“They don’t argue, these bus drivers, they outloud you, they do. I don’t have the volume in my voice to out-scream them. Nonexistent skills of communication, they raise their voice and quit listening. It’s a living nightmare.”

“Ma’am, you can’t get the wheelchair on the bus,” they yell.

“How am I supposed to move around? I have bad knees and diabetes,” I sometimes try to fight back, but they don’t care. “If you are not in the chair, then you are not disabled and can’t bring it on the bus.” Of course, I can’t sit in my wheelchair, they know it; everything I own is on it. “Ma’am, step away, I am closing the door.”

They don’t argue, these bus drivers, they outloud you, they do. I don’t have the volume in my voice to out-scream them. Nonexistent skills of communication, they raise their voice and quit listening. It’s a living nightmare. I can’t have arguments with six or eight drivers every single day, and keep my composure.

It is a daily struggle for me. Beyond the drivers, there is the issue of my stuff falling off when they brake. Fat ladies aren’t going to come flying out of a wheelchair, but books and stuff do, they simply go flying out. And I also need the help of a bus patron to carry the wheelchair onto the bus. So, sometimes I’ll be able to ride the bus, and other times, I’ll turn around and get out, but I’ve got to get another bus. . .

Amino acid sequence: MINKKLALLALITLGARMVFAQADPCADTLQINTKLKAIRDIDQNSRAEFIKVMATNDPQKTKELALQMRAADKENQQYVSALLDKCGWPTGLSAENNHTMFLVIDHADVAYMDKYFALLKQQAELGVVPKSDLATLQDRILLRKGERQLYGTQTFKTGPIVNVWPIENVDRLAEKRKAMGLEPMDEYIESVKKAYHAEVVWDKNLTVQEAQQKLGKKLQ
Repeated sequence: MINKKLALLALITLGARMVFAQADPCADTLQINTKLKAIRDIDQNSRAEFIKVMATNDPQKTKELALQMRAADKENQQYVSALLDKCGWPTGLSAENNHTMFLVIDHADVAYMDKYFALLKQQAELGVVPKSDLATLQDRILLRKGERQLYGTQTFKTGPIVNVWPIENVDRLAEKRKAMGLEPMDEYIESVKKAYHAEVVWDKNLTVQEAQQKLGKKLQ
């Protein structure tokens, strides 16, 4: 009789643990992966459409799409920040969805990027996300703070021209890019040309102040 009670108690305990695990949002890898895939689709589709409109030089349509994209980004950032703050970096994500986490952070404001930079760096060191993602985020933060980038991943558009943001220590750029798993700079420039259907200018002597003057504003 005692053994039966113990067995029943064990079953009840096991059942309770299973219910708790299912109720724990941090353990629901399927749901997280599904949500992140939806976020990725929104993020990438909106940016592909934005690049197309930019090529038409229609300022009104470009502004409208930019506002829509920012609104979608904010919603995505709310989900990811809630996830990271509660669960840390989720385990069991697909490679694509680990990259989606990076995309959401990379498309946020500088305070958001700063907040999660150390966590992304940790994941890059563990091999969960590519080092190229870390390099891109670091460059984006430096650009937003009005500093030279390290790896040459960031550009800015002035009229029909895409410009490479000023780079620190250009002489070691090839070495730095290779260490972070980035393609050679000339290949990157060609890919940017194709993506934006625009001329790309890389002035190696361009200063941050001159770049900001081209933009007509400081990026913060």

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[* She asked to use a pseudonym, without photos]

 

Happiest on the Street

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Barbara*, 1939-

“As happy as I have been on the street, parts of me get obliterated, and most people just don’t hear it. I thought you wouldn’t, either.”

I’ll tell you, I have never been happier in my life. I sleep outside, and still feel the happiest I have ever felt. I am freer, not free; you know, one of Trungpa’s books was The Myth of Freedom, you are never really free. It is hard being on the street, but harder to be trapped inside with too many rules. I have a small pension, but it’s not enough to get housing, not even a room. But I know how to camp, I can survive in the woods or urban camping, as I call it.

The biggest surprise on the streets is that there are some un-socialized people out there. They aren’t breaking the rules, they simply don’t process them. Their mother left home at 5 a.m. and came back at 11 at night, the kids were on their own, they don’t know any better. But on the street, there are as many different stories as there are human beings. Each one has their own, you would be surprised. I was actually going to cancel this interview. This morning, on the way here, I thought how complex and multi-faceted it is. How difficult it would be to explain it, and the risk of misrepresenting the complexity. I was rehearsing how to turn you down. As happy as I have been on the street, parts of me get obliterated, and most people just don’t hear it. I thought you wouldn’t, either.

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[* She asked to use a pseudonym, without photos]